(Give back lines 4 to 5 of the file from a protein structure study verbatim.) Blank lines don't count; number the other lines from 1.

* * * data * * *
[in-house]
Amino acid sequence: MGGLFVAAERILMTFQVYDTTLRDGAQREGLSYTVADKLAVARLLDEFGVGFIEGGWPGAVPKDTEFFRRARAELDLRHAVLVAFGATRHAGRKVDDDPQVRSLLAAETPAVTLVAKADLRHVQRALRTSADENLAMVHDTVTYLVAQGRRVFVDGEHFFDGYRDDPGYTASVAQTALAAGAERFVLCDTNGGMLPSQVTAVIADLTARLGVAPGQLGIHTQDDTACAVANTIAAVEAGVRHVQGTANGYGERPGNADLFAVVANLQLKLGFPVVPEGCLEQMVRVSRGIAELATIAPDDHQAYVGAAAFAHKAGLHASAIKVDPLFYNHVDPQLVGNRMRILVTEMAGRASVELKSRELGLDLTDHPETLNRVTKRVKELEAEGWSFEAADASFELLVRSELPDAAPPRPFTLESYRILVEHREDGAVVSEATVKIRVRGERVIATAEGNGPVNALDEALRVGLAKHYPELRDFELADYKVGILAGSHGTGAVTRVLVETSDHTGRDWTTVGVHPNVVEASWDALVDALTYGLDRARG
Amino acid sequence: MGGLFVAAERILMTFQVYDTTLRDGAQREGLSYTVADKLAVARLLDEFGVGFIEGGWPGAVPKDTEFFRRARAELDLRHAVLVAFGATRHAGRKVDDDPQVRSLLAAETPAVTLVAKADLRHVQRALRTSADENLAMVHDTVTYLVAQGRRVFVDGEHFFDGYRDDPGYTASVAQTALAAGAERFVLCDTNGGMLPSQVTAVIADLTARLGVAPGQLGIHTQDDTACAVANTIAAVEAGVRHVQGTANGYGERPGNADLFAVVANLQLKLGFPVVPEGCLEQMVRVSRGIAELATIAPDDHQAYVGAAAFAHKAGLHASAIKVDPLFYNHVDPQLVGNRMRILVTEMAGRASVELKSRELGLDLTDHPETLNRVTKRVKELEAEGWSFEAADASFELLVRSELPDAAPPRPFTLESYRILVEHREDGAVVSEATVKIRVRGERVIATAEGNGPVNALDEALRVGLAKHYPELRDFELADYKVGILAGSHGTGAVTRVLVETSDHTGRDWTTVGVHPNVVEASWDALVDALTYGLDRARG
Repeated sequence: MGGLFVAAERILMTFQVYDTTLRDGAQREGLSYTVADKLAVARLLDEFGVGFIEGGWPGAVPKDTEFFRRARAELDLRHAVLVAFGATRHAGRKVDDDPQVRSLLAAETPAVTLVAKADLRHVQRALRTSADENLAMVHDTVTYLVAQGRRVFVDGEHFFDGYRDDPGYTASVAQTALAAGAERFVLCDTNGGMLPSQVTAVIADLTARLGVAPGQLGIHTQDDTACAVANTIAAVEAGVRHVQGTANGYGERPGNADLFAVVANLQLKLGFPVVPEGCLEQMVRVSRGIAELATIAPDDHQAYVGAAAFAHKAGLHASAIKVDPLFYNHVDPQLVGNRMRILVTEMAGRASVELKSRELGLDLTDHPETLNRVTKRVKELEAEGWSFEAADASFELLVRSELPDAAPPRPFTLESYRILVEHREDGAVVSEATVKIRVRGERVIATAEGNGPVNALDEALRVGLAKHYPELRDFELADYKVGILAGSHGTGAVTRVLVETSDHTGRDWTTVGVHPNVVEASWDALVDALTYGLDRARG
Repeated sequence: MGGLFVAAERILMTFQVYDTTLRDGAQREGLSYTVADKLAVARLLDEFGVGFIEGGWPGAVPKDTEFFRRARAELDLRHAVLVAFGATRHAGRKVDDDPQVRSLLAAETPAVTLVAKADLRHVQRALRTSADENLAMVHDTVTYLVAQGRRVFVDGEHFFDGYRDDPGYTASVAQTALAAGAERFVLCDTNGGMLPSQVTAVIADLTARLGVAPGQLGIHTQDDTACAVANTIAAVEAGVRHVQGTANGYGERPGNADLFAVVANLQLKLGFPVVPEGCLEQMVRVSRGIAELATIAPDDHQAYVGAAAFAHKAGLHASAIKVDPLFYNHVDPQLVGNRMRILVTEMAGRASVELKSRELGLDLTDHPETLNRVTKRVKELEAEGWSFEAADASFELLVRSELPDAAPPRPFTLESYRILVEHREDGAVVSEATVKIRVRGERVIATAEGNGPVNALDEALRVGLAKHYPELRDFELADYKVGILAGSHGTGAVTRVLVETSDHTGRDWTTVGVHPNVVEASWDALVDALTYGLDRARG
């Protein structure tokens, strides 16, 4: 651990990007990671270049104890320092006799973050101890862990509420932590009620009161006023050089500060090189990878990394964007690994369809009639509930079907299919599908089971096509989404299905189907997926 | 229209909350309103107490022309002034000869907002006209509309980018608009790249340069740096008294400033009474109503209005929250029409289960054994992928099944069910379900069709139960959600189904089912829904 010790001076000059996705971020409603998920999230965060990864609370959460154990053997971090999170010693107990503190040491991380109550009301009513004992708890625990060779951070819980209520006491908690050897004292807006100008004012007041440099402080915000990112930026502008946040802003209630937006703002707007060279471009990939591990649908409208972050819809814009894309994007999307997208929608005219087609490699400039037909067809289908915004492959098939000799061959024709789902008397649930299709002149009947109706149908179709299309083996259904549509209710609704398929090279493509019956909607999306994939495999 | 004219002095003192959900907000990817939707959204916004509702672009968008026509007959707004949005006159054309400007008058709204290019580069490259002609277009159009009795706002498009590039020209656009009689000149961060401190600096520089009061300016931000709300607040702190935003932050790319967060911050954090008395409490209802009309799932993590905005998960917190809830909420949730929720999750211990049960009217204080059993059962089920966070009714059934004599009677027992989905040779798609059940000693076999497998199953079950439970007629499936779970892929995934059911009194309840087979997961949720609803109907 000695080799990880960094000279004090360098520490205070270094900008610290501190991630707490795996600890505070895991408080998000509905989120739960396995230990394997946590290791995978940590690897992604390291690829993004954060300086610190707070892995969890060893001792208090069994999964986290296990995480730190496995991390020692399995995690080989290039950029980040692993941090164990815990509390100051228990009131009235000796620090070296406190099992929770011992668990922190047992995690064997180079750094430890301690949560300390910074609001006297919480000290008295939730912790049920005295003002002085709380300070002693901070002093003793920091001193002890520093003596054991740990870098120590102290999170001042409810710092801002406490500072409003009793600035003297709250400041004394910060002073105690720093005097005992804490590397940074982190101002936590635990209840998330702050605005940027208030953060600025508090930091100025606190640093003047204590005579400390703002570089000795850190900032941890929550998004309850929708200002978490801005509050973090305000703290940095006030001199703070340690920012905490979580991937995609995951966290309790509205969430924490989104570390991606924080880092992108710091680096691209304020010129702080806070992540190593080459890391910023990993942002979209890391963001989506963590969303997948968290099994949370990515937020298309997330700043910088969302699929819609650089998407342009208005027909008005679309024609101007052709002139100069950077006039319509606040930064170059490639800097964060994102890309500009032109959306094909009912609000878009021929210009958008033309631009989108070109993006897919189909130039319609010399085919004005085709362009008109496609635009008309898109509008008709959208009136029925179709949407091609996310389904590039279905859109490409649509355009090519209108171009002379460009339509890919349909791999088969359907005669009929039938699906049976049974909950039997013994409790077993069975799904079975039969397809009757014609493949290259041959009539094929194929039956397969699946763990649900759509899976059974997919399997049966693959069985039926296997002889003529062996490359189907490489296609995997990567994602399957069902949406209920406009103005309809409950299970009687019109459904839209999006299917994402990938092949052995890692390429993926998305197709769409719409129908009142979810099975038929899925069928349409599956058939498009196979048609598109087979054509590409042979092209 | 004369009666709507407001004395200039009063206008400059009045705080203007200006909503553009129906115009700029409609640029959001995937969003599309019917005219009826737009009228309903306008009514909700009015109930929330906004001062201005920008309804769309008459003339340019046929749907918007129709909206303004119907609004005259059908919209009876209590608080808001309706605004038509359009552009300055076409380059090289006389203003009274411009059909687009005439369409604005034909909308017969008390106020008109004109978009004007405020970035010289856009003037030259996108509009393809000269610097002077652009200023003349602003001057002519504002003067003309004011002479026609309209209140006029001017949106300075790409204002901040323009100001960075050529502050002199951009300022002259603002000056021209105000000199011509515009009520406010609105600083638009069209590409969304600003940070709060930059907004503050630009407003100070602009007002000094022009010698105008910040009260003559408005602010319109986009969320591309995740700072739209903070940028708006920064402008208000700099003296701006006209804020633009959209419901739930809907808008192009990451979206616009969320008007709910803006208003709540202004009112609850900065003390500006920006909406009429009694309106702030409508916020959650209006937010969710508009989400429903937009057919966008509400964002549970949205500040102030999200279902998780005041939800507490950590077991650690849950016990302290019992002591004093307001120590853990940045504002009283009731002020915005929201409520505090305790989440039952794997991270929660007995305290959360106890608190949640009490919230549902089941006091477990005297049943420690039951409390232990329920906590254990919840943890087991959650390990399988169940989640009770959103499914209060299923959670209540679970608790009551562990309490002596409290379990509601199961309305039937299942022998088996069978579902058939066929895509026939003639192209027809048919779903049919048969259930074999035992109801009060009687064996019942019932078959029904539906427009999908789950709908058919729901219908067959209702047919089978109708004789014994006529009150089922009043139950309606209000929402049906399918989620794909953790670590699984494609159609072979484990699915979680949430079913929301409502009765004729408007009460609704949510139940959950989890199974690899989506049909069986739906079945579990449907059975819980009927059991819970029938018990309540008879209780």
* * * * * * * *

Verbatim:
Repeated sequence: MGGLFVAAERILMTFQVYDTTLRDGAQREGLSYTVADKLAVARLLDEFGVGFIEGGWPGAVPKDTEFFRRARAELDLRHAVLVAFGATRHAGRKVDDDPQVRSLLAAETPAVTLVAKADLRHVQRALRTSADENLAMVHDTVTYLVAQGRRVFVDGEHFFDGYRDDPGYTASVAQTALAAGAERFVLCDTNGGMLPSQVTAVIADLTARLGVAPGQLGIHTQDDTACAVANTIAAVEAGVRHVQGTANGYGERPGNADLFAVVANLQLKLGFPVVPEGCLEQMVRVSRGIAELATIAPDDHQAYVGAAAFAHKAGLHASAIKVDPLFYNHVDPQLVGNRMRILVTEMAGRASVELKSRELGLDLTDHPETLNRVTKRVKELEAEGWSFEAADASFELLVRSELPDAAPPRPFTLESYRILVEHREDGAVVSEATVKIRVRGERVIATAEGNGPVNALDEALRVGLAKHYPELRDFELADYKVGILAGSHGTGAVTRVLVETSDHTGRDWTTVGVHPNVVEASWDALVDALTYGLDRARG
Repeated sequence: MGGLFVAAERILMTFQVYDTTLRDGAQREGLSYTVADKLAVARLLDEFGVGFIEGGWPGAVPKDTEFFRRARAELDLRHAVLVAFGATRHAGRKVDDDPQVRSLLAAETPAVTLVAKADLRHVQRALRTSADENLAMVHDTVTYLVAQGRRVFVDGEHFFDGYRDDPGYTASVAQTALAAGAERFVLCDTNGGMLPSQVTAVIADLTARLGVAPGQLGIHTQDDTACAVANTIAAVEAGVRHVQGTANGYGERPGNADLFAVVANLQLKLGFPVVPEGCLEQMVRVSRGIAELATIAPDDHQAYVGAAAFAHKAGLHASAIKVDPLFYNHVDPQLVGNRMRILVTEMAGRASVELKSRELGLDLTDHPETLNRVTKRVKELEAEGWSFEAADASFELLVRSELPDAAPPRPFTLESYRILVEHREDGAVVSEATVKIRVRGERVIATAEGNGPVNALDEALRVGLAKHYPELRDFELADYKVGILAGSHGTGAVTRVLVETSDHTGRDWTTVGVHPNVVEASWDALVDALTYGLDRARG